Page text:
I have been wondering, over the past days, how to tackle the subject of Chief Theresa Spence’s hunger strike, the “Idle No More” movement, and the treatment of First Nations people by the Canadian government. My disappointment in Prime Minister Harper and his government grows with every hour.
I am a Canadian with English, Irish and Mohawk blood. Because the Mohawk part of me comes from my father’s side of the family tree and Mohawk’s are a matrilineal people, I received my name and my clan from an Ojibwe Elder. I am proud of being Canadian and proud of my genetic heritage.
But it’s difficult to be proud of the Canadian government at the moment. Here’s the issue:
About two weeks ago, Attawapiskat Chief, Theresa Spence a 49-year old mother of five daughters attended a meeting of chiefs at a national gathering and heard (once again) of the dreadful problems affecting their people, problems which also affect her people. She embarked on a hunger strike, saying she will fast until the federal government gives in to her demand for a meeting among first nations, Prime Minister Stephen Harper and a representative of the Crown. As of this writing, she has been fasting for 15 days, consuming only water, fish broth and medicinal tea.Chief Spence says she is prepared to die, if necessary.
Surely it won’t come to that. Surely Prime Minister Harper, who lives only an 8 minute drive from where Chief Spence is fasting, will have the good sense to sit down, as requested, and talk with this woman.
I understand that in order to do so, PM Harper will have to deal with those who say Chief Spence is engaging in a form of blackmail. I understand that he will have to swallow his considerable pride. That will be a big meal, I’m sure. And perhaps, in this era in which it seems more important to “win” than to be compassionate, more important to wield power than to love justice, it is to much to ask, especially of a man who hasn’t shown much interest in what anyone thinks up to this moment.
Justin Trudeau, a Member of Parliament and son of Prime Minister Pierre Trudeau has met with Chief Spence and said he found the experience inspiring.
I can’t imagine anyone turning down an opportunity for inspiration.
There are some, too, who have criticized Chief Spence for not agreeing to meet with John Duncan, the federal minister for Indian Affairs. However, as the Globe & Mail reported:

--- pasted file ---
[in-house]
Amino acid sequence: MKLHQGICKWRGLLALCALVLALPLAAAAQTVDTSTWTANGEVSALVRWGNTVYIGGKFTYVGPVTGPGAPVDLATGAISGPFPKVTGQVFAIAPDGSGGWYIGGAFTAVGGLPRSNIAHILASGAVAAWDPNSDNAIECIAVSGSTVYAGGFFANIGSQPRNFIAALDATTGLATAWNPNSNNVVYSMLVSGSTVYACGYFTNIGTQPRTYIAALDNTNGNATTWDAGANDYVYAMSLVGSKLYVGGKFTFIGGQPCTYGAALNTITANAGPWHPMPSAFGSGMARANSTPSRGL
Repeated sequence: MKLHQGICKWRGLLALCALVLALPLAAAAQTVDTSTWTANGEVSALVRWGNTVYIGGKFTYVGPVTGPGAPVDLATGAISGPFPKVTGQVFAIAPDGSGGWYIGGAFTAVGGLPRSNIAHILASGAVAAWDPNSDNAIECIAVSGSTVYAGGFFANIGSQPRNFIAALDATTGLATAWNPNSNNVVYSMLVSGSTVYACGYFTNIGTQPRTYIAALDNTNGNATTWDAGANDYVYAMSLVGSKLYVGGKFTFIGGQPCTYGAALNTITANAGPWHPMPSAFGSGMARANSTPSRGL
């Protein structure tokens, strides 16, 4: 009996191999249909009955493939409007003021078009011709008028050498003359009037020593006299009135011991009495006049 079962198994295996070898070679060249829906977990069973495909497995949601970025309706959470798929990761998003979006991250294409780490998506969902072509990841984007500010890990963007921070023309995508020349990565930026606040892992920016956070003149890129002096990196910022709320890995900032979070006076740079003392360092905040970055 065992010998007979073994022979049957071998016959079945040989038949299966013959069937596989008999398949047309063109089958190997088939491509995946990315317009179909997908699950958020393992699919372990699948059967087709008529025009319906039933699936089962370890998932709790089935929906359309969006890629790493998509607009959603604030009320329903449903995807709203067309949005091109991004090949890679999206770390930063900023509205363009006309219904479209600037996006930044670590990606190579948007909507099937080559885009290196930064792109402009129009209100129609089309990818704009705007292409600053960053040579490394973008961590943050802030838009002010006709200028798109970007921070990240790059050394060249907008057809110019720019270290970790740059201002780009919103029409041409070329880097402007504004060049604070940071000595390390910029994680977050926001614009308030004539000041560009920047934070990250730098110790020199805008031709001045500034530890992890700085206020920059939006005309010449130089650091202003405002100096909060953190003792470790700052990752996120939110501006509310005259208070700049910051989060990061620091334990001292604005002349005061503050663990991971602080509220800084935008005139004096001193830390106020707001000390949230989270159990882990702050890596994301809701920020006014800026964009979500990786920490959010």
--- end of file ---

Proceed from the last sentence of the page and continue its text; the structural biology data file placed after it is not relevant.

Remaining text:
“I didn’t ask for Minister Duncan,” she [Chief Spence]said. “And I have dealt with him before. When I observe him, he doesn’t have a mind of his own because, before he would answer a question, he would always look at his people. He’s not the Prime Minister.”
Her demand, she said, is a meeting with Mr. Harper and the representative of the Crown, presumably Governor-General David Johnston.
I don’t blame her. The Department of Indian Affairs hasn’t, perhaps, been the best friend of First Nations peoples in the past.
You would think the Prime Minister of Canada would understand the truly appalling conditions First Nations people contend with, as outlined, for example, in this article. You’d think he’d be so ashamed, and so broken-hearted, that he would rush to meet with anyone who might help him erase this kind of suffering. Wouldn’t you? But that would take a Big Man. Is he a Big Man? We’ll see.
This is not an isolated movement. It’s circling the globe. Indigenous people around the world are joining the demonstrations, as one can see from this Facebook page.
I am ashamed of the Prime Minister’s response to Chief Spence. I am ashamed he feels no shame.
So, what to do? Well, you can start by “Liking” the Facebook page for “Idle No More” . You can attend a demonstration in your area. You can sign a petition. This one calls for an immediate No-Confidence Vote against Stephen Harper. This one, by Avaaz.org says you stand with Indigenous People. You can send your words and prayers of support to Chief Spencer via Twitter — @chieftheresa You can call your MP, if you’re Canadian. You can read up on Bill C-45, which which changes land use and resource policies and undermines environmental laws, dramatically undermining the ability of Indigenous communities in Canada to protect their land.
And you can pray — for Chief Theresa, for Stephen Harper, for our Earth, and for all of us.
Thank you for listening.